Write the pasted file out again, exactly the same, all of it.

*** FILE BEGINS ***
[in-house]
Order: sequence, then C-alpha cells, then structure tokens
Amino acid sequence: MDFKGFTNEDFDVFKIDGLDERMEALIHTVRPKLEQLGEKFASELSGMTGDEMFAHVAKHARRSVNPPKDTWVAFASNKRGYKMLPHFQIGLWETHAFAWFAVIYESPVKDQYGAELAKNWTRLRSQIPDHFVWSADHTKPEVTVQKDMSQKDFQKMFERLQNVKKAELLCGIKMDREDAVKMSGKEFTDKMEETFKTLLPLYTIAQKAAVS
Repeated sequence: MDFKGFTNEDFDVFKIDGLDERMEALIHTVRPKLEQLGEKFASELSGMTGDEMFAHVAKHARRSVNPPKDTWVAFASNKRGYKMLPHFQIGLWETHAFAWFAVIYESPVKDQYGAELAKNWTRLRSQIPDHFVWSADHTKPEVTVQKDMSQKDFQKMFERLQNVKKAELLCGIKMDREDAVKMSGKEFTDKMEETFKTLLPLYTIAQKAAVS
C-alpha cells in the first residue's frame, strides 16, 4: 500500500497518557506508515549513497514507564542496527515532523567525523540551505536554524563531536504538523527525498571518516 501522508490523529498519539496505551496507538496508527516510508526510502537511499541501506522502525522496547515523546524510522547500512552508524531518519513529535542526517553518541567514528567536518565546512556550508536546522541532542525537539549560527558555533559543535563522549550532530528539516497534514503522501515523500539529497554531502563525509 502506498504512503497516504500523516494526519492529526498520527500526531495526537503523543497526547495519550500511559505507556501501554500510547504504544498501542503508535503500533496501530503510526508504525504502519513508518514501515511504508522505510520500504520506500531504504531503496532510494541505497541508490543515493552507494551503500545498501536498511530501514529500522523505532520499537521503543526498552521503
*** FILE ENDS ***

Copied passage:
[in-house]
Order: sequence, then C-alpha cells, then structure tokens
Amino acid sequence: MDFKGFTNEDFDVFKIDGLDERMEALIHTVRPKLEQLGEKFASELSGMTGDEMFAHVAKHARRSVNPPKDTWVAFASNKRGYKMLPHFQIGLWETHAFAWFAVIYESPVKDQYGAELAKNWTRLRSQIPDHFVWSADHTKPEVTVQKDMSQKDFQKMFERLQNVKKAELLCGIKMDREDAVKMSGKEFTDKMEETFKTLLPLYTIAQKAAVS
Repeated sequence: MDFKGFTNEDFDVFKIDGLDERMEALIHTVRPKLEQLGEKFASELSGMTGDEMFAHVAKHARRSVNPPKDTWVAFASNKRGYKMLPHFQIGLWETHAFAWFAVIYESPVKDQYGAELAKNWTRLRSQIPDHFVWSADHTKPEVTVQKDMSQKDFQKMFERLQNVKKAELLCGIKMDREDAVKMSGKEFTDKMEETFKTLLPLYTIAQKAAVS
C-alpha cells in the first residue's frame, strides 16, 4: 500500500497518557506508515549513497514507564542496527515532523567525523540551505536554524563531536504538523527525498571518516 501522508490523529498519539496505551496507538496508527516510508526510502537511499541501506522502525522496547515523546524510522547500512552508524531518519513529535542526517553518541567514528567536518565546512556550508536546522541532542525537539549560527558555533559543535563522549550532530528539516497534514503522501515523500539529497554531502563525509 502506498504512503497516504500523516494526519492529526498520527500526531495526537503523543497526547495519550500511559505507556501501554500510547504504544498501542503508535503500533496501530503510526508504525504502519513508518514501515511504508522505510520500504520506500531504504531503496532510494541505497541508490543515493552507494551503500545498501536498511530501514529500522523505532520499537521503543526498552521503